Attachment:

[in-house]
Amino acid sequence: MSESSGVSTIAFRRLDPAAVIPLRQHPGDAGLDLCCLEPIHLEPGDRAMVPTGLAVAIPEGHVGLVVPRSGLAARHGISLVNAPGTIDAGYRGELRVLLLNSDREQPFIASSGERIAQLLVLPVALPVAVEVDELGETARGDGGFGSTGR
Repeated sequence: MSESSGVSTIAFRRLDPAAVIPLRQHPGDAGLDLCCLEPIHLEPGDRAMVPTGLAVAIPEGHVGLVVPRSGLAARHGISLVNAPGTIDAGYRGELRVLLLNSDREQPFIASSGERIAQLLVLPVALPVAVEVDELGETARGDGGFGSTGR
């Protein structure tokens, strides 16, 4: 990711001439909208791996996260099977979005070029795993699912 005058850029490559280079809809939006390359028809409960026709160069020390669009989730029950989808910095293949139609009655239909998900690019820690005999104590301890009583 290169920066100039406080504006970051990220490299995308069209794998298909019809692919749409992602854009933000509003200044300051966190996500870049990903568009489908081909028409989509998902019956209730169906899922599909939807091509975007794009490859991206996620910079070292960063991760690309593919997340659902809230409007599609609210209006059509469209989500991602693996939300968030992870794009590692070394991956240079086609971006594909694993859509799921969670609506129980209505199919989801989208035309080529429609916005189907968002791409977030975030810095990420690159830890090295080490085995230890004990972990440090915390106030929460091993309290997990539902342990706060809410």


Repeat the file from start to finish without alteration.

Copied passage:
[in-house]
Amino acid sequence: MSESSGVSTIAFRRLDPAAVIPLRQHPGDAGLDLCCLEPIHLEPGDRAMVPTGLAVAIPEGHVGLVVPRSGLAARHGISLVNAPGTIDAGYRGELRVLLLNSDREQPFIASSGERIAQLLVLPVALPVAVEVDELGETARGDGGFGSTGR
Repeated sequence: MSESSGVSTIAFRRLDPAAVIPLRQHPGDAGLDLCCLEPIHLEPGDRAMVPTGLAVAIPEGHVGLVVPRSGLAARHGISLVNAPGTIDAGYRGELRVLLLNSDREQPFIASSGERIAQLLVLPVALPVAVEVDELGETARGDGGFGSTGR
């Protein structure tokens, strides 16, 4: 990711001439909208791996996260099977979005070029795993699912 005058850029490559280079809809939006390359028809409960026709160069020390669009989730029950989808910095293949139609009655239909998900690019820690005999104590301890009583 290169920066100039406080504006970051990220490299995308069209794998298909019809692919749409992602854009933000509003200044300051966190996500870049990903568009489908081909028409989509998902019956209730169906899922599909939807091509975007794009490859991206996620910079070292960063991760690309593919997340659902809230409007599609609210209006059509469209989500991602693996939300968030992870794009590692070394991956240079086609971006594909694993859509799921969670609506129980209505199919989801989208035309080529429609916005189907968002791409977030975030810095990420690159830890090295080490085995230890004990972990440090915390106030929460091993309290997990539902342990706060809410």